Flashcards in Pharm - IV Anesthetics Deck (34):
What is special about the mechanism of propofol?
- low conc- acts like barbituates & reinforces GABA
- high conc - instead of acting on GABA, it acts on NMDA glutametergic system that blocks excitation.
*it is independent of GABA being present
What are the 2 ascending arousal pathways?
1. cholinergic activates thalamus
2. (monoamine), histaminergic, serotonergic, GABAergic activates cortex to process thalamic inputs
What are adverse effects of cholinergic antagonists?
- block cholinergic activity = reduce lvl of consciousness
- the addition of a muscarinic anticholinergic drug to anesthetic premedication to decrease secretions and to prevent harmful vagal reflexes was mandatory in the era of ether anesthesia, but it is no longer necessary with modern inhalational agents.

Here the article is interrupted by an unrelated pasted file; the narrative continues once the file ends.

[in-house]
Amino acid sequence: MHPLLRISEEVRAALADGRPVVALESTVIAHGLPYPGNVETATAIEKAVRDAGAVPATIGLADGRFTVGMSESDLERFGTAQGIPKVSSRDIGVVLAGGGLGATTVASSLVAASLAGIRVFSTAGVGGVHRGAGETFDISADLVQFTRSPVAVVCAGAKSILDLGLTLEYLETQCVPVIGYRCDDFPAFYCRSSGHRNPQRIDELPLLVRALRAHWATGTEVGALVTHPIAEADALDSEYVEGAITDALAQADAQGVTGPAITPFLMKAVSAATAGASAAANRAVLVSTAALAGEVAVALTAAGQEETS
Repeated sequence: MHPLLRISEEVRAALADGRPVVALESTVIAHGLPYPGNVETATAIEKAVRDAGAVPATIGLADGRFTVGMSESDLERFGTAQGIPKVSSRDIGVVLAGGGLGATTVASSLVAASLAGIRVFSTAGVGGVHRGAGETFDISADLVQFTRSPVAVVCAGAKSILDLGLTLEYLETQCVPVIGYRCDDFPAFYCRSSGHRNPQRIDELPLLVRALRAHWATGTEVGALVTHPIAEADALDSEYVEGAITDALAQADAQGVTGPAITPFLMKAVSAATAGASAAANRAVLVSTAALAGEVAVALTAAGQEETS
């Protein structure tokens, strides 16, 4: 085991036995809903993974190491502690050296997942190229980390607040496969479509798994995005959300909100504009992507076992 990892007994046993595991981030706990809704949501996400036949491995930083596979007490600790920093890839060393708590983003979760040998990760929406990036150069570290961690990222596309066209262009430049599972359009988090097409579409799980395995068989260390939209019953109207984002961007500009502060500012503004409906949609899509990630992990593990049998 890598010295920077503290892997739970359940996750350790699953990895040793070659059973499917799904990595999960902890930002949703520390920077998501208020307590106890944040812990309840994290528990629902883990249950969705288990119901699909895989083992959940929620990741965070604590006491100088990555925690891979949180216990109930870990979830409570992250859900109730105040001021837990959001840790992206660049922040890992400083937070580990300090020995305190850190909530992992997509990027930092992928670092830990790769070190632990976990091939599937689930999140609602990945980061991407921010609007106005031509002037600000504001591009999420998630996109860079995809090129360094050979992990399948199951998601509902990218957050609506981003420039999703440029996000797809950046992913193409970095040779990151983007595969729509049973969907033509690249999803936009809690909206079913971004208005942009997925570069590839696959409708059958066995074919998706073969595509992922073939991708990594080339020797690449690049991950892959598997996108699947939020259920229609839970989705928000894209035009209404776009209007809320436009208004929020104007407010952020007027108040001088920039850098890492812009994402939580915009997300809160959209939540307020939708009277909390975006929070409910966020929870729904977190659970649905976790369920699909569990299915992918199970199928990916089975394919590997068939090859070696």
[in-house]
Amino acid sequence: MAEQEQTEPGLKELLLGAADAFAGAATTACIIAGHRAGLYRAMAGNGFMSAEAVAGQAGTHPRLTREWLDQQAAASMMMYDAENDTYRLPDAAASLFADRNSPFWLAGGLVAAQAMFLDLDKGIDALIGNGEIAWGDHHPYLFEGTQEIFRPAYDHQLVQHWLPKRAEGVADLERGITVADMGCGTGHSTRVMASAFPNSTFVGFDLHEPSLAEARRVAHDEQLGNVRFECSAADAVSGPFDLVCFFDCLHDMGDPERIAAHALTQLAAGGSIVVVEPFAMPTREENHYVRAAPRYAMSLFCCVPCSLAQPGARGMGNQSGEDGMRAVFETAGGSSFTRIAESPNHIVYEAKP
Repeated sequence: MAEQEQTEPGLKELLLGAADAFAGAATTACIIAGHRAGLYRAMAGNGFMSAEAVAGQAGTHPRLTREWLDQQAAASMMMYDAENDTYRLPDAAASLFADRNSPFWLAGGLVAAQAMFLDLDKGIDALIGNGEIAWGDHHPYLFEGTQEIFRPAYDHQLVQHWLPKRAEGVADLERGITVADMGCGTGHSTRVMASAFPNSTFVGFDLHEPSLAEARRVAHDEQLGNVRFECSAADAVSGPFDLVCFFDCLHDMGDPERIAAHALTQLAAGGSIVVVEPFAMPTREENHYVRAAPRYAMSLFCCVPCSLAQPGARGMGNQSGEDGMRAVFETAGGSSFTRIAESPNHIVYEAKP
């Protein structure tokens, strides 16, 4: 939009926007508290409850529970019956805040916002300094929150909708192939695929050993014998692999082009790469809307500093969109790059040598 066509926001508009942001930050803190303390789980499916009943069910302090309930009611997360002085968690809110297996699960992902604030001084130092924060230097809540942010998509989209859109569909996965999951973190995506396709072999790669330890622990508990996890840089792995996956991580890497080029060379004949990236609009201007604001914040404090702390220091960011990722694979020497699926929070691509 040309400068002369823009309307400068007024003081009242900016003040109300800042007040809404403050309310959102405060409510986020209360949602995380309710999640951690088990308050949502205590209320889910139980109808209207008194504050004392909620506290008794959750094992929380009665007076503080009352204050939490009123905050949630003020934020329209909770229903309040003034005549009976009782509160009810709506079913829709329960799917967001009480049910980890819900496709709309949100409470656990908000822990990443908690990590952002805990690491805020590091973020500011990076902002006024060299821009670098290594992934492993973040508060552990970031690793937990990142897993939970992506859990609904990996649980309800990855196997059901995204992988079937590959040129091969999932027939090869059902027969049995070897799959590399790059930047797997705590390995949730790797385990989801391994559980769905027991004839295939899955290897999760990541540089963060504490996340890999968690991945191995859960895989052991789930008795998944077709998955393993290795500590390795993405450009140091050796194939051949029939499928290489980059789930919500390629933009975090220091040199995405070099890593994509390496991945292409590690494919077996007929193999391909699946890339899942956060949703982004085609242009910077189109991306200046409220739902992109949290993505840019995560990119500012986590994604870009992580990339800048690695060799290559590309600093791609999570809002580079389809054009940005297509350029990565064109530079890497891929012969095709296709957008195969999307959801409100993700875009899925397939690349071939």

How do antihistamines produce sedation?
produce sedation via blockage of histaminergic system
What is the NMDA glutametergic system?
NMDA receptor allows for transfer of electrical signals betw neurons in brain & spinal column.
- Receptor must be open for signals to go through—to be open, need to be binded to glycine or glutamate.
What is special about the mechanism of Ketamine?
has no effect on GABA, but is a NMDA receptor antagonist.
What do barbiturates do to GABA receptors? What about benzodiazepines? What do they both have in common?
- Barbiturates prolong binding of GABA to receptor (inc opening time--more profound effect than benzodiazepines)
- Benzodiazepines cause an allosteric change in receptor activity [activity of receptor is shifting to LEFT (smaller amounts of GABA produces a larger effect]